Somewhere between the fifth and seventh grades parents are losing their young people to their companions. Our youth must remember that the poorest excuse for doing anything is “everybody else is doing it.” Evil companionships still corrupt good morals (1 Cor. 15:33; Prov. 1:10-19).

Marijuana also silences the conscience. `A person using marihuana finds it harder to make decisions that require clear thinking. And he finds himself MORE EASILY OPEN TO OTHER PEOPLES SUGGESTIONS… 9 This is why drugs and sex go together. A boy not on drugs is less likely to make sexual advances toward a girl. A girl who uses drugs is more easily influenced to have sex. Many boys who use drugs know this too. That is why they influence their girlfriends to try drugs. About as many females now use marijuana as do males.

When a person=s conscience is dulled or silenced, he is more likely to commit a crime. Intoxication (whether alcohol or other drugs) creates a false courage-usually more courage than sense. A high percentage of crimes are committed by people under the influence of liquor or other drugs. They can get “courage” in bottle, a pill, or a marijuana cigarette.


The major reason for our drug problem, as given by the National District Attorney’s Association, is the belief that medicine can solve every problem. Parents program their children to believe that there is a pill for every problem. One of the greatest forms of drug abuse is the misuse of tranquilizers and pep pills by well-meaning parents. There are pills to make you sleep, wake you up, keep you alert, help you make it through the day (plus cigarettes and coffee between pills) etc. Pills are “problem solvers.” Alcohol and drug abuse are substitutes for suicide and are chosen for the same reason-a desire for easy solutions and escape from reality. We live in a drug-oriented society. The Christian should beware! Not too surprisingly, drug use by children is related to drug use by parents. When both parents use drugs such as alcohol, TOBACCO (pay attention brethren) and other psychoactive drugs, there is a greater likelihood that their children will use marihuana… The probability of drug use is also associated with such factors as LACK OF FAMILY COHESIVENESS, use of other medications and LESS PARENTAL EMPHASIS ON SELF-CONTROL.”10

Not many doctors will tell their patients to use self control. It is easier to prescribe pills. If you go wanting pills, they will nearly always give them to you. After all, pills are “miracle workers.” I have nothing against the medical profession. I think it is great. But they are not infallible. No one is. Self-control could solve most of the problems that people (even Christians) are depending on drugs to solve (tobacco is a drug and the difference between it and other drugs is one of degree). Christians are to exercise self-control (I Cor. 9:27; 2 Pet. 1:6).

Notice also in the preceding quote that a “lack of family cohesiveness” is a part of the drug problem. Two young girls in the school system here who had been using drugs said they felt like they “had been rejected by their fathers.” Too many fathers think they have “more important things to do” than rear children (Eph. 6:4). Such “fathers” are worse than infidels (I Tim. 5:8). They should teach their children to honor good men and women, not Timothy Learys, Janis Joplins, and weirdos who eat live chickens, feathers and all (Alice Coopers).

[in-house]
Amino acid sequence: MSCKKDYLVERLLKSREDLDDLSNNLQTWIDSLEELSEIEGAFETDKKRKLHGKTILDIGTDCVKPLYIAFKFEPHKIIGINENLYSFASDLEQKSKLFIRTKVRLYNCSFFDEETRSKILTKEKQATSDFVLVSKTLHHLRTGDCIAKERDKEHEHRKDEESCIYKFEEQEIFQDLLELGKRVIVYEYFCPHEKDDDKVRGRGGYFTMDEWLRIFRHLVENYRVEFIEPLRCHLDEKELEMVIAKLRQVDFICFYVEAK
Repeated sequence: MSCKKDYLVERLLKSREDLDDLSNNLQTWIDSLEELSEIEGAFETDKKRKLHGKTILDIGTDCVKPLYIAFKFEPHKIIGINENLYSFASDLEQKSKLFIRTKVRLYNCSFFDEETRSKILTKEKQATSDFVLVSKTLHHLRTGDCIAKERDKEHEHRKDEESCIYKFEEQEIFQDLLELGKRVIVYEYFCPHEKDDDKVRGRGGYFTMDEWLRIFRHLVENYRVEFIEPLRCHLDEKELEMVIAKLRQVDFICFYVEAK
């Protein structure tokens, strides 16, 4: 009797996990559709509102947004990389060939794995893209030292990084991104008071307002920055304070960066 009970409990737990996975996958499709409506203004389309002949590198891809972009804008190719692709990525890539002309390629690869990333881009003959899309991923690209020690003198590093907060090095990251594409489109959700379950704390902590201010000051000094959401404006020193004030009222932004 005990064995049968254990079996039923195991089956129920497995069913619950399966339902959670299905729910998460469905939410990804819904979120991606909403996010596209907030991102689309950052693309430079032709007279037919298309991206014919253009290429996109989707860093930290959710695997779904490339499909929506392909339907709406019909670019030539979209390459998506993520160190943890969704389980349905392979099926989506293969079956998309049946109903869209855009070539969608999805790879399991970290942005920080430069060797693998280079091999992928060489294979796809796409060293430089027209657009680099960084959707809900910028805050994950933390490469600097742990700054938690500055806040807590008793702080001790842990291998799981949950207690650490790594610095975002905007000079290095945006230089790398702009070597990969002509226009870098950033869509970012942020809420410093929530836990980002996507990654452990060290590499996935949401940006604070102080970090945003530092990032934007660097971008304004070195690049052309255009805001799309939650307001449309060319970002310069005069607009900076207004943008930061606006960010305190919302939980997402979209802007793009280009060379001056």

So you want to expand your mind? You can stretch it all out of shape and warp it with drugs, if you want to call that “mind expansion.” However, the real secret to mind expansion is found in Proverbs 1:7. And if you really want fo get “stoned,” try drinking wet cement. It’s guaranteed to work. In the meantime, do not be afraid of reality. Forget your nickel bags, dime bags, tripweed, etc.-roaches too (drug terms). “Blowing your mind” is nothing to brag about. There’s nothing new about it. You could stay that way, you know. Many have.


The information contained in this article about marijuana is only what has been discovered up to the present. Authorities are not through studying it yet; which is all the more reason to avoid experimenting with it.

It should be remembered that with the exception of Lifeline, the other sources quoted herein are not concerned with this subject from a moral standpoint, all of which should convince young people that they were not just trying to put somebody down. (All caps in the quotations were by me).

1. Marihuana. Some Questions And Answers, Tract by Public Information Branch National Institute of Mental Health, Chevy Chase, Md. 20015. U.S. Dept. of Health, Education, and Welfare, 1969.

2. Life Line Freedom Talk, No. 62, Dallas, Texas 75206, December 28, 1970.

3. Marihuana and Health; Third Annual.Report to the U.S. Congress From The Secretary of Health, Education, and Welfare. National Institute On Drug Abuse, 1973, p.14,15

4. Ibid., p.37.

5. American Criminal Law Quarterly 7:174, “Marijuana And Relevant: Problems,” G. Joseph Tauro, Spring 1969.

6. Life Line.

7. Marihuana and Health. p.7.

8. Ibid., p.34.

9. Marihuana, Some Questions and Answers.

10. Marihuana and Health, p.7.

Truth Magazine, XVIII:44, p. 6-8
September 12, 1974